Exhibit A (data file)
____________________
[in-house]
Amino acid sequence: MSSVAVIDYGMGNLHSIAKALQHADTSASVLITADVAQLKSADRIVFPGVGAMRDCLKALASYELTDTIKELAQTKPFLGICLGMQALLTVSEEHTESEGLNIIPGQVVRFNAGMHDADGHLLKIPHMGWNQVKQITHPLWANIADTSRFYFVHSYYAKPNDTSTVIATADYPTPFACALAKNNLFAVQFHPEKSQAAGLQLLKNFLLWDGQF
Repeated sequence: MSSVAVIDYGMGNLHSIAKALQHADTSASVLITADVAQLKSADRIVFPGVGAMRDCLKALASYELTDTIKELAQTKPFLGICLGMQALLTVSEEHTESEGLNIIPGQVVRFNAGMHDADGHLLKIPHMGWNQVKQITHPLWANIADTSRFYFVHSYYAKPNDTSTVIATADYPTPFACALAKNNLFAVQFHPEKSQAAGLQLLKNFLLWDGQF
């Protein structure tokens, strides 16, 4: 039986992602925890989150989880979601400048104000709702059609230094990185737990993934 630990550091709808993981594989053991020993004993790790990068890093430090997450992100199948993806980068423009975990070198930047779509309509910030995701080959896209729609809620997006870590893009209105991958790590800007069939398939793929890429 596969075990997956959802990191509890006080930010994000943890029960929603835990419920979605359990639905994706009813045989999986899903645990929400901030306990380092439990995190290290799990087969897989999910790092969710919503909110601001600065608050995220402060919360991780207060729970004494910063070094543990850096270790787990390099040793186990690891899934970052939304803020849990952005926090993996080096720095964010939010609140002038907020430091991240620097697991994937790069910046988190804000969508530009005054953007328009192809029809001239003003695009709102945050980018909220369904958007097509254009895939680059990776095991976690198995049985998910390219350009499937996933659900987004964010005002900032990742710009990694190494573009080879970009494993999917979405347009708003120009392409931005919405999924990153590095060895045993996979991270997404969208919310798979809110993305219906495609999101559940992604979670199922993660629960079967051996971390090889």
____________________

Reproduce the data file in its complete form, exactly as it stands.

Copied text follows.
[in-house]
Amino acid sequence: MSSVAVIDYGMGNLHSIAKALQHADTSASVLITADVAQLKSADRIVFPGVGAMRDCLKALASYELTDTIKELAQTKPFLGICLGMQALLTVSEEHTESEGLNIIPGQVVRFNAGMHDADGHLLKIPHMGWNQVKQITHPLWANIADTSRFYFVHSYYAKPNDTSTVIATADYPTPFACALAKNNLFAVQFHPEKSQAAGLQLLKNFLLWDGQF
Repeated sequence: MSSVAVIDYGMGNLHSIAKALQHADTSASVLITADVAQLKSADRIVFPGVGAMRDCLKALASYELTDTIKELAQTKPFLGICLGMQALLTVSEEHTESEGLNIIPGQVVRFNAGMHDADGHLLKIPHMGWNQVKQITHPLWANIADTSRFYFVHSYYAKPNDTSTVIATADYPTPFACALAKNNLFAVQFHPEKSQAAGLQLLKNFLLWDGQF
């Protein structure tokens, strides 16, 4: 039986992602925890989150989880979601400048104000709702059609230094990185737990993934 630990550091709808993981594989053991020993004993790790990068890093430090997450992100199948993806980068423009975990070198930047779509309509910030995701080959896209729609809620997006870590893009209105991958790590800007069939398939793929890429 596969075990997956959802990191509890006080930010994000943890029960929603835990419920979605359990639905994706009813045989999986899903645990929400901030306990380092439990995190290290799990087969897989999910790092969710919503909110601001600065608050995220402060919360991780207060729970004494910063070094543990850096270790787990390099040793186990690891899934970052939304803020849990952005926090993996080096720095964010939010609140002038907020430091991240620097697991994937790069910046988190804000969508530009005054953007328009192809029809001239003003695009709102945050980018909220369904958007097509254009895939680059990776095991976690198995049985998910390219350009499937996933659900987004964010005002900032990742710009990694190494573009080879970009494993999917979405347009708003120009392409931005919405999924990153590095060895045993996979991270997404969208919310798979809110993305219906495609999101559940992604979670199922993660629960079967051996971390090889």